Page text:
8: Regression (General Linear Models Part I)

Overview Section

Case-Study: Land development

Bob works in a local government and is responsible for approving development proposals. As part of his work, developers come to him with proposals for developing land in his town. His work involves assessing the amount of “critical areas” such as wetlands, rivers, streams, landslide hazard areas, etc. in a given area of land. Lately he notices that the dollar amount of the proposal appears to increase as the number of critical areas in the land increases. However, he needs to test his theory, let’s see if we can help him.

The first step is for Bob to look at his data. He wants to use the number of critical areas to predict the dollar amount in the proposal. Both of these variables are quantitative. Below are the descriptive statistics for Bob’s data.

Descriptive Statistics: Critical Areas, Cost
Variable N N* Mean SE Mean StDev Minimum Q1 Median Q3 Maximum
Critical Areas 95 0 4.7990 0.0979 0.9539 2.1296 4.0708 4.8344 5.4800 6.7657
Cost 95 0 99.53 1.03 9.99 72.71 92.56 100.71 106.17 118.04

Bob is looking to predict a quantitative variable based on what he knows about a his actual value of a quantitative variable. Because he wants to predict, he needs to consider a regression.

Before we get started thinking about regression, let’s take a step back. A regression is a simple linear model. If that sounds strange to you, you can think about a linear model as an equation where we consider Y to be some function of X. In other words, Y = f(X). Both the topic in this unit (regression) and that in the next unit (ANOVA) are linear models. With advances in both computing power and the complexity of designs, separating regression and ANOVA are really a matter of semantics than substance. That said, this unit will focus on regression, with ANOVA coming later in the course. Let’s get back to Bob.

Bob did a great job understanding correlations and scatterplots, so he creates a scatterplot of the data.

He recognizes the fact that he has two quantitative variables, dollar amount and number of critical areas and that they have a positive strong linear relationship. However, he learned that the limitation of correlation is that the technique cannot lead to insights about causality between variables. Now he needs a new statistical technique.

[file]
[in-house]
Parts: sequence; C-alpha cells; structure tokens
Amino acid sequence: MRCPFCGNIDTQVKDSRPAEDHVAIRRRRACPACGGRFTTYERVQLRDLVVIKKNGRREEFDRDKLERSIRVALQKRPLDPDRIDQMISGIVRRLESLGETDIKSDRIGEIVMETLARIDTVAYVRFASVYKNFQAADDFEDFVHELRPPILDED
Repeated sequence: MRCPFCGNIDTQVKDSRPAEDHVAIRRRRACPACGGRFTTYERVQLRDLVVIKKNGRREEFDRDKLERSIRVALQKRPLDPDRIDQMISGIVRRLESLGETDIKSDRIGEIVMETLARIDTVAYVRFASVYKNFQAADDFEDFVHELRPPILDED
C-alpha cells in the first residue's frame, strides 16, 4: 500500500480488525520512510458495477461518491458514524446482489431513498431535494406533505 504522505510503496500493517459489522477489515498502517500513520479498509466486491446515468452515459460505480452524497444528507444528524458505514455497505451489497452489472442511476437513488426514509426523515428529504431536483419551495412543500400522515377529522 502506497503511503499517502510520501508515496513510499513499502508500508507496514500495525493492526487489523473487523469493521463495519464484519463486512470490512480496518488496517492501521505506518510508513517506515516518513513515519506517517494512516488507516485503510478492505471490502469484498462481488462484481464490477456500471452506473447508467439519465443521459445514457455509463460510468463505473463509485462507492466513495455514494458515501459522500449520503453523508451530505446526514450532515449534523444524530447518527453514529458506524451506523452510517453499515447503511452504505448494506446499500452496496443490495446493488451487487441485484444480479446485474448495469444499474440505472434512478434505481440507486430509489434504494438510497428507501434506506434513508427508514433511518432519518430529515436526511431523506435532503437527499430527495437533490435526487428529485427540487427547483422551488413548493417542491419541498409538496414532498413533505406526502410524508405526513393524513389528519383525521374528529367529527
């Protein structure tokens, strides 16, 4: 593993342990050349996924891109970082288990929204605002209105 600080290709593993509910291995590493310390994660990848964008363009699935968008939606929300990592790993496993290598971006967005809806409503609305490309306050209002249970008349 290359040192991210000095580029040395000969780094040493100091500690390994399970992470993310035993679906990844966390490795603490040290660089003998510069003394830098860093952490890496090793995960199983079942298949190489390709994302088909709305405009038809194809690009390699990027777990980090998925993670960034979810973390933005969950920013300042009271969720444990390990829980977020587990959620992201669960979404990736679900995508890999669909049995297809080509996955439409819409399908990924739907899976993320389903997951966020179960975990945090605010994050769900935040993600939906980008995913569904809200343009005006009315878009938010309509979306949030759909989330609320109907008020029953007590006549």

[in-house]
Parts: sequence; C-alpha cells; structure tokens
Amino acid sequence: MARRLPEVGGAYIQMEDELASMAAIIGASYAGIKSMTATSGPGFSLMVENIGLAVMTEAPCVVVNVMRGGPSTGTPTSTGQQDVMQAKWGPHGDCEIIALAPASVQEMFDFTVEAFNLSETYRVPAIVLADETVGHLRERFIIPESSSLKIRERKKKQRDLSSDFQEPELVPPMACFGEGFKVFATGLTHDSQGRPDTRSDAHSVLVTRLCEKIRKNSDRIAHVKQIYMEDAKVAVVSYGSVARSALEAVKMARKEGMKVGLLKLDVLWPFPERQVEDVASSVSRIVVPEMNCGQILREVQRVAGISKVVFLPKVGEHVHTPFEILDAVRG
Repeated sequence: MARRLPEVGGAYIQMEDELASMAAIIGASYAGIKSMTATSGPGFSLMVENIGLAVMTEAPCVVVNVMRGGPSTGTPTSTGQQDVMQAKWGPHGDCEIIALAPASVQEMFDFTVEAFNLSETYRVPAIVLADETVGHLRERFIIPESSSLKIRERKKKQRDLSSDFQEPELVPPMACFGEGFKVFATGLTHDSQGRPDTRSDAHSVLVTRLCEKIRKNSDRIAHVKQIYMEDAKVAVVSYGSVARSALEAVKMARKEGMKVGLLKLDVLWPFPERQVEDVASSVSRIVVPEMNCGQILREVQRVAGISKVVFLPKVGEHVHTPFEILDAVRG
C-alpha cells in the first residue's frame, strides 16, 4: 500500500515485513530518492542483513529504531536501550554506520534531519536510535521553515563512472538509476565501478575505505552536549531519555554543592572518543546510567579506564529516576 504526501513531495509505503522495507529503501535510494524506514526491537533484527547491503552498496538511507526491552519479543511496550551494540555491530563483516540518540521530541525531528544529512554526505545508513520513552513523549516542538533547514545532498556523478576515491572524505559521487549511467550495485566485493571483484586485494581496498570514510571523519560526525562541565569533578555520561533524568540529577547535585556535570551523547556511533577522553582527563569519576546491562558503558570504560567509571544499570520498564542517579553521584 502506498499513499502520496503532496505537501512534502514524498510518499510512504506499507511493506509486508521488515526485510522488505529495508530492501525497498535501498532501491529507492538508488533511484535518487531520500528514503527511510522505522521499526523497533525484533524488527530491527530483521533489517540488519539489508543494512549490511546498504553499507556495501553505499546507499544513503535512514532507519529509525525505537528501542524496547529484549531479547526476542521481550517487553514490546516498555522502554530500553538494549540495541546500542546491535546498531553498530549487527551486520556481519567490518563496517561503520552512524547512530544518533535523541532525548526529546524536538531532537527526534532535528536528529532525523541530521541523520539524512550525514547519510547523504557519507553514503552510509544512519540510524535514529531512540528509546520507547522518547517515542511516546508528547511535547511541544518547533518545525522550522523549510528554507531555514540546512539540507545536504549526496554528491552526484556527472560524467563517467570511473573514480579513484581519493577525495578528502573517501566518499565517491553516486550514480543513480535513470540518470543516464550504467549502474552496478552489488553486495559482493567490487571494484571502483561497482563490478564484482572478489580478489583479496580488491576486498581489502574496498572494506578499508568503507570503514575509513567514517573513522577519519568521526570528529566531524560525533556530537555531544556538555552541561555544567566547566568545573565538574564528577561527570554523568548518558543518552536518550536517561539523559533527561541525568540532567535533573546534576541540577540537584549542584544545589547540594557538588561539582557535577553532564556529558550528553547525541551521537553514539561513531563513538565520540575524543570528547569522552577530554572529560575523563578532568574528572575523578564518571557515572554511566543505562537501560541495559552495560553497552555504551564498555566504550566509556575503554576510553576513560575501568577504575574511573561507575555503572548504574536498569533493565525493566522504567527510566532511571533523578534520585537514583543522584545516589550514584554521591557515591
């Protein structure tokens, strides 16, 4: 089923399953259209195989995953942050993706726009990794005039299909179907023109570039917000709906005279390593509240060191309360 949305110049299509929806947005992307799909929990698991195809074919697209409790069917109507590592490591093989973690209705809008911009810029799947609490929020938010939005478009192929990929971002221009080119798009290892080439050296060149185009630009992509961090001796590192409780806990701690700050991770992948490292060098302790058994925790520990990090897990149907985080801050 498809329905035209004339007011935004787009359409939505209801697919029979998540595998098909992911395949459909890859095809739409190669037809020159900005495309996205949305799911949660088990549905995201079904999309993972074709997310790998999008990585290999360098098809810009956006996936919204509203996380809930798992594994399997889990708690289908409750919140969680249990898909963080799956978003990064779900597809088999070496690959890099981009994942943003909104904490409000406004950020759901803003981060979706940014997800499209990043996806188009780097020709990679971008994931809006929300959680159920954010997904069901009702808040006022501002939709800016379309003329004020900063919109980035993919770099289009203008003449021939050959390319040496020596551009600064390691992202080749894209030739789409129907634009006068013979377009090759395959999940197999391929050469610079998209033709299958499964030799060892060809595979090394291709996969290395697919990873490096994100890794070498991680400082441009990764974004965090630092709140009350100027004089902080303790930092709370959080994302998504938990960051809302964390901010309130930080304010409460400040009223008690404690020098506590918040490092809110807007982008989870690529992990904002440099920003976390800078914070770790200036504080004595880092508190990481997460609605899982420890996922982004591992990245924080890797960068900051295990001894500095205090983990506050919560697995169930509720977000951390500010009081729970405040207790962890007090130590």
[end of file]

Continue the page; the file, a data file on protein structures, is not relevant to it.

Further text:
Regression analysis provides the evidence that Bob is seeking, specifically how a specific variable of interest is affected by one or more variables. For Bob’s example, he is using number of critical areas to predict dollar amount.

Before we get starting with regression, it is important to distinguish between the variable of interest and the variable(s) we will use to predict the variable of interest.

Response Variable
Denoted, Y, is also called the variable of interest or dependent variable. In Bob's example, this is the dollar amount
Predictor Variable
Denoted, X, is also called the explanatory variable or independent variable. In Bob’s example, this is the number of critical features

When there is only one predictor variable, we refer to the regression model as a simple linear regression model.

In statistics, we can describe how variables are related using the mathematical function as we described as a linear model. We refer to this model as the simple linear regression model.


Upon completion of this lesson, you should be able to:

  • Identify the slope,  intercept, and coefficient of determination
  • Calculate predicted and residual (error) values
  • Test the significance of the slope, including statement of the null hypothesis for the slope
  • State the assumptions for regression